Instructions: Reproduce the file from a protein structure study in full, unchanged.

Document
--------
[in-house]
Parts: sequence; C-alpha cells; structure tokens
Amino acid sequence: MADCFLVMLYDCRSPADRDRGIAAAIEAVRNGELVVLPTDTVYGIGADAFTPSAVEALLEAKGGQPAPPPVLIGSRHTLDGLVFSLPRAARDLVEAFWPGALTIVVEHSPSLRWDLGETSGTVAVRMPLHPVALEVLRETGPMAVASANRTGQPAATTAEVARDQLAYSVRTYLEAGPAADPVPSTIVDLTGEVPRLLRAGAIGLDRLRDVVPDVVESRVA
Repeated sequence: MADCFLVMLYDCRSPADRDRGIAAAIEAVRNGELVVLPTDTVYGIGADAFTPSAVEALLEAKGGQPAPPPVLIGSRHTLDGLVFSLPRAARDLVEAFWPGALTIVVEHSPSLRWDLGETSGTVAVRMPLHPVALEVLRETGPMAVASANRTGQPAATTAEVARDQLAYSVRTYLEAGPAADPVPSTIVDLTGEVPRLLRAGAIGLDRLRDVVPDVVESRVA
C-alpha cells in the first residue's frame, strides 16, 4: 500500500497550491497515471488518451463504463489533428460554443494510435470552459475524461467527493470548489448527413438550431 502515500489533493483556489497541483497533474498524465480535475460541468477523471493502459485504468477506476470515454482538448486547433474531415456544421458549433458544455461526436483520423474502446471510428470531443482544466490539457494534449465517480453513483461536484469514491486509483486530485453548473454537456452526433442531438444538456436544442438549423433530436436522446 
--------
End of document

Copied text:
[in-house]
Parts: sequence; C-alpha cells; structure tokens
Amino acid sequence: MADCFLVMLYDCRSPADRDRGIAAAIEAVRNGELVVLPTDTVYGIGADAFTPSAVEALLEAKGGQPAPPPVLIGSRHTLDGLVFSLPRAARDLVEAFWPGALTIVVEHSPSLRWDLGETSGTVAVRMPLHPVALEVLRETGPMAVASANRTGQPAATTAEVARDQLAYSVRTYLEAGPAADPVPSTIVDLTGEVPRLLRAGAIGLDRLRDVVPDVVESRVA
Repeated sequence: MADCFLVMLYDCRSPADRDRGIAAAIEAVRNGELVVLPTDTVYGIGADAFTPSAVEALLEAKGGQPAPPPVLIGSRHTLDGLVFSLPRAARDLVEAFWPGALTIVVEHSPSLRWDLGETSGTVAVRMPLHPVALEVLRETGPMAVASANRTGQPAATTAEVARDQLAYSVRTYLEAGPAADPVPSTIVDLTGEVPRLLRAGAIGLDRLRDVVPDVVESRVA
C-alpha cells in the first residue's frame, strides 16, 4: 500500500497550491497515471488518451463504463489533428460554443494510435470552459475524461467527493470548489448527413438550431 502515500489533493483556489497541483497533474498524465480535475460541468477523471493502459485504468477506476470515454482538448486547433474531415456544421458549433458544455461526436483520423474502446471510428470531443482544466490539457494534449465517480453513483461536484469514491486509483486530485453548473454537456452526433442531438444538456436544442438549423433530436436522446 